Tuesday, October 06, 2009

An Cion Go Dtí Seo

I left a vase of roses to rot on my kitchen table last Tuesday. I should have thrown them out once their petals drooped, but I was drooping with them and I hadn't the heart. Or the stomach. I hate the smell of dank water and my skin crawls at the thought of touching their slimy stems. I sat for a few minutes, looking at them, wondering how I might fold them so that their stalks wouldn't tear the bin liner. I didn't want to touch them. I thought I might smother them with a paper bag.

I didn't realise that I was crying until a tear tickled the side of my nose, making it itch.

I wasn't crying about the flowers. I'm not sure what I was crying about. I left them there and went for a walk. I stole a cigarette from his sock drawer and stuck it behind my ear, then spent ten teary-eyed minutes searching for it before leaving the flat.

I had calmed down by the time I reached the Rathmines Road, but I smoked it anyway. When I got home, I made tea and took it to bed with me. He called and said that he was sorry not to be there, sorry that I was alone and feeling so low. But I was glad. He shouldn't have to hoosh me arse-first out of every ditch.

He was home and elbow-deep in dishes when I got in from work on Wednesday. The flowers were still there, looking like a prop of Miss Havisham's. He hadn't wanted to throw them out without my say-so. I wondered, for the 385th time, what I have done to deserve a man so considerate. I worried, briefly, if I deserve him at all.

On Thursday evening I sat staring through the snot-smeared windows of the 128, taking in the misery of the North Strand road and a city clogged with taxis. I'd finished my book. I'd forgotten my headphones. I was running late for Fat Fighters and edging closer to that dangerous deadline whereby you have to wait til the meeting's finished for your pat-on-the-back weigh-in. The bus driver dumped us on Hanover Quay. It had taken us twenty minutes to cross the bridge. "But I need to get to the far side of Rathmines!" I hissed as he hurried us off his bus. He didn't give a fuck. His day had been long enough.

I had blisters biting at my heels by the time I reached Camden St. I stopped at a stall to pick up some strawberries for tea. She was finishing up for the evening, plastic packing crates and slim black buckets filled with flowers. I thought of the roses, and asked her for four sunflower stems. And for the first time that day, I smiled from the soles of my shoes.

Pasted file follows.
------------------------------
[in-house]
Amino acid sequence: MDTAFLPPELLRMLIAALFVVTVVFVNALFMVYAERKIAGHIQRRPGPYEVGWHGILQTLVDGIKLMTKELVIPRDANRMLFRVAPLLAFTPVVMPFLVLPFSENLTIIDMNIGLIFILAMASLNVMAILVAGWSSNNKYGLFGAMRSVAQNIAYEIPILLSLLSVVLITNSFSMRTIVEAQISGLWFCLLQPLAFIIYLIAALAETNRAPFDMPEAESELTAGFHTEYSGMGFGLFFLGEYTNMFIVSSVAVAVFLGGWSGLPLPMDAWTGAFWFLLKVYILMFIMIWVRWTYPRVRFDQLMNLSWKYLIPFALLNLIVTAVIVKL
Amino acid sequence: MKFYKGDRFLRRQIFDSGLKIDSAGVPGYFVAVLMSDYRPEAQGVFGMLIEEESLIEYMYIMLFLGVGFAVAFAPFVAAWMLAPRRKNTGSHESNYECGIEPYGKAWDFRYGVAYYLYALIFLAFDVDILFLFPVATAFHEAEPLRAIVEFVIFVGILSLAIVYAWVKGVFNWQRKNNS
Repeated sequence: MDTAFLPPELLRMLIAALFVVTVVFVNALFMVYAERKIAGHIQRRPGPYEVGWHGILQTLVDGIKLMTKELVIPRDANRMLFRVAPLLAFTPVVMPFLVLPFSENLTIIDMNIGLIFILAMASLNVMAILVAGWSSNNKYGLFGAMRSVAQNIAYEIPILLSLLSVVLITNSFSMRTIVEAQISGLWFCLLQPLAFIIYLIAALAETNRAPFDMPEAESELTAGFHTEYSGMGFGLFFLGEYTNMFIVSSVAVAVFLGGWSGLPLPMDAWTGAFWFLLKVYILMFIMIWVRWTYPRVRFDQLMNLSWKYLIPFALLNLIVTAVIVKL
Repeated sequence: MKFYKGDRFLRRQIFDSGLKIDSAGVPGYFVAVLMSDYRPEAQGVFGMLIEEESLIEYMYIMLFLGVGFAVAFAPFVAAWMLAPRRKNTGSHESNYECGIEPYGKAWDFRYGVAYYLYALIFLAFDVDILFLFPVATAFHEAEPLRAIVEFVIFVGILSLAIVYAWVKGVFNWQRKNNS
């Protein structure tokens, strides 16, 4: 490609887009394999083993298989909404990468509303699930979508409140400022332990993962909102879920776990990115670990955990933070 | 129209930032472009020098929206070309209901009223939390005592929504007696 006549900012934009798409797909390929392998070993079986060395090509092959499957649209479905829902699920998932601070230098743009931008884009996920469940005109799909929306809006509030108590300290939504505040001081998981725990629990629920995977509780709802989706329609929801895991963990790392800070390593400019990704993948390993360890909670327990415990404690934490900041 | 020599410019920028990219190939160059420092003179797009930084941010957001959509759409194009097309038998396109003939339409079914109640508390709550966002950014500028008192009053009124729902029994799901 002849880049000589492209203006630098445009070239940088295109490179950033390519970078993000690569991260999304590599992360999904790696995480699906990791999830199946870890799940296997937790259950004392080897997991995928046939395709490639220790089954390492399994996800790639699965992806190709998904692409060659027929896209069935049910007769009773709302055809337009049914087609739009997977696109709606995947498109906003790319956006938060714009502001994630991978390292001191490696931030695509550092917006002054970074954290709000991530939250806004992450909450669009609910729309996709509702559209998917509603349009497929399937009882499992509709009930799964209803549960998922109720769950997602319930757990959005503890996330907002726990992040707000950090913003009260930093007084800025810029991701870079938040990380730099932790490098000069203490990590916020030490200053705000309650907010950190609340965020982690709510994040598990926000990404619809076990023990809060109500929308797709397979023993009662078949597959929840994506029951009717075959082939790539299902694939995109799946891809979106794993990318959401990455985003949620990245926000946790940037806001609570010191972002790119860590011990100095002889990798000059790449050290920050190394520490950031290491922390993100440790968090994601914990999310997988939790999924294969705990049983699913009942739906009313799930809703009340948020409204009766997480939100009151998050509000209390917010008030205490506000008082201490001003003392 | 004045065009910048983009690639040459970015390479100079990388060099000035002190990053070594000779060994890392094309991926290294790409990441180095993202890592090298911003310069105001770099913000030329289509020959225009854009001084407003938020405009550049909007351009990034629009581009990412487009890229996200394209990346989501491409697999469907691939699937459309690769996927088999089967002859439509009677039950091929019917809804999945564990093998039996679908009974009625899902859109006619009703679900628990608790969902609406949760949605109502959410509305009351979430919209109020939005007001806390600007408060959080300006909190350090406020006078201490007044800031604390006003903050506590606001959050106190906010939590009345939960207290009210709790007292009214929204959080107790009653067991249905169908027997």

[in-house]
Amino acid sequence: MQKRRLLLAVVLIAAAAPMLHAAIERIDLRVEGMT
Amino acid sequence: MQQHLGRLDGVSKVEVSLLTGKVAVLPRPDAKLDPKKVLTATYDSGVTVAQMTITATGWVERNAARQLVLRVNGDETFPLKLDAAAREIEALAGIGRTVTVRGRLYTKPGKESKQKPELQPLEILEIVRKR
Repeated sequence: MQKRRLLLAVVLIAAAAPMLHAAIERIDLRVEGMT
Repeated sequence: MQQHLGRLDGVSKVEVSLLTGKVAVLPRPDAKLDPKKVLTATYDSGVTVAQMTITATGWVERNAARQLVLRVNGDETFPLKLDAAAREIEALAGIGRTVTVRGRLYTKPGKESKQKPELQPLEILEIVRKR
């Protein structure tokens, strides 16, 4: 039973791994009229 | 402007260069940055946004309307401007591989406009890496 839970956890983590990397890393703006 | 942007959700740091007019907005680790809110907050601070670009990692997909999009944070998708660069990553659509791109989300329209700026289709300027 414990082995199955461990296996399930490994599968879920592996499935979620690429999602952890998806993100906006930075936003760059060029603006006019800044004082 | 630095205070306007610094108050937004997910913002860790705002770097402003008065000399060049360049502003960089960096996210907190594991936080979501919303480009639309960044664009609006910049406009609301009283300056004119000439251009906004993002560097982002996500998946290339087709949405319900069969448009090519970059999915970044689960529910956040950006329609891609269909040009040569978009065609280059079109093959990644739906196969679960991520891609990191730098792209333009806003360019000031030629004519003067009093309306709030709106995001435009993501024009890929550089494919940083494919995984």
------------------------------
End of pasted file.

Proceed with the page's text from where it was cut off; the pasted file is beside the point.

"How did she get them already?" he wondered, seeing the yellow bloom against my red coat as I came down the cast-iron stairs to the front door. Inside, on the kitchen table, he'd laid a bouquet of lus na gréine.

12 comments:

Conan Drumm said...

May ye never lose it, that empathy and synchronicity.

Fiona said...

Jay-ziz. I'm nearly crying myself now. I have similar difficulties with getting rid of flowers. The stems never fold right.

conor said...

wow. and don't be sad

AA said...

lovely. the post and the two of you.

Kitty Cat said...

That was such a lovely post, he sounds fantastic altogether. Brilliant.

Also, I'm beginning to suspect that I live really close by.

artfreak24 said...

Awwwww. My heart broke just a little to hear you were so sad. Then it mended itself back together for the sunflowery end. Loved it.

Anonymous said...

Sounds like he's a keeper, hold him close...

(In tears)

Great writing

Rosie said...

he's a grand fella. i'm a lucky girl.

problemchildbride said...

Lovely, Rosie, Lovely you and him. Just lovely.

Anonymous said...

Flowers die when they reach the end of their time. Love dies when it reaches the end of its time. We die when we reach the end of our time. Your post is overly sweet and sentimental.

Andrew said...

Anonymous (the 2nd one) - Got dumped recently? Having spent Thursday at the funeral of a close friend I imagine Rosie is well aware that people die. You sound like the kind of poxbottle who should probably fuck off back to teaching writing to Cradle of Filth fans, and stop thinking your attempt at worldly wisdom means anything to anyone.

Rosie said...

banal aphorisms have a shorter shelf life than Aldi roses, Anon. my post may be overly sweet but there's nothing insincere about the sentiment.

gallant Sir Andrew, shield your sword. tis only an anonnymouse commenter.